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North Cumbria University Hospitals NHS Trust - 70 years of the NHS

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Home > News > Sleep apnoea service launched

Sleep apnoea service launched

Posted on Tuesday 9th April 2013
Russell Cathcart

ENT Consultant Russell Cathcart

A new sleep apnoea service has been launched at the Cumberland Infirmary in Carlisle.

Sleep apnoea is the most common sleep related medical disorder with estimates suggesting that at least four in every hundred men have the condition. People with the disorder experience repetitive episodes of complete or partial obstruction of the upper airway during sleep, preventing air from entering the lungs and causing oxygen levels in the blood to run low. When the body works to overcome the obstruction, the person will wake up. Although sufferers are usually unaware of these awakenings, it prevents a deep sleep meaning they rarely wake up feeling fully refreshed and tend to fall asleep easily throughout the day. Sleep apnoea is also known to have effects on patients’ long-term health, increasing the risk of high blood pressure and stroke.

Patients in north Cumbria have previously been attending sleep apnoea clinics in Barrow-in-Furness. A recent audit asked patients what they thought of the service in Barrow and results showed they were happy with the service but not with the distance they had to travel especially when excessive sleepiness is linked to up to one fifth of accidents on motorways and other monotonous roads and 10% of all accidents. If somebody is diagnosed with sleep apnoea, they should avoid driving until it is under control with treatment.

Sleep apnoea is usually caused by obesity, narrowed airway, reduced muscle tone or a blocked nose, making it harder to draw air into the chest. The most common cause is obesity and lifestyle changes such as weight loss or cutting back on alcohol will help ease the symptoms and can potentially lead to overcoming the condition.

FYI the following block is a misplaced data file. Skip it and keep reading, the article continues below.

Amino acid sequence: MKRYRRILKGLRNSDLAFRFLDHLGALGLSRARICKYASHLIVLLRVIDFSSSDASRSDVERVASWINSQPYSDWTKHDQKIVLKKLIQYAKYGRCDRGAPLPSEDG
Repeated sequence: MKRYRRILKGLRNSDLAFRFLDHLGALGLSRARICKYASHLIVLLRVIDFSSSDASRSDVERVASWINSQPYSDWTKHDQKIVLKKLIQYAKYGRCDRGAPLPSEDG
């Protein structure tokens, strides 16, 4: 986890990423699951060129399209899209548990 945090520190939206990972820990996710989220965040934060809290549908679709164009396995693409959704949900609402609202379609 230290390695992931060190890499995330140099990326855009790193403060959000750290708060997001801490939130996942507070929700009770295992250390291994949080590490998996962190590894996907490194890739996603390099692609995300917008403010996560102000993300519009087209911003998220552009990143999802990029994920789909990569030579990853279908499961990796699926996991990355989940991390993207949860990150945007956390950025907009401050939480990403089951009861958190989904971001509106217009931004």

Mr Russell Cathcart, ENT Consultant who is leading the new service for North Cumbria University Hospitals NHS Trust, said: “When I first see a patient who has symptoms that would be consistent with sleep apnoea, I will organise a ‘sleep study’ to determine whether or not they have the condition. This involves wearing a device attached to the chest overnight in their own bedroom, which will record their breathing and oxygen levels during sleep. If the study suggests the patient is likely to have sleep apnoea, they will usually be given a trial of Continuous Positive Airway Pressure (CPAP) therapy.

“CPAP therapy involves wearing a mask attached to a medical air compressor when sleeping to regulate breathing. This treatment allows patients to have a good night’s sleep, reducing daytime tiredness and improving concentration. The benefits of the therapy can be seen after only one week, although it does require long-term use.

“After many months of work to set up the service, I am looking forward to welcoming our first sleep apnoea patients to the Cumberland Infirmary on Tuesday. I am pleased that we can now offer this service locally to people in north Cumbria.”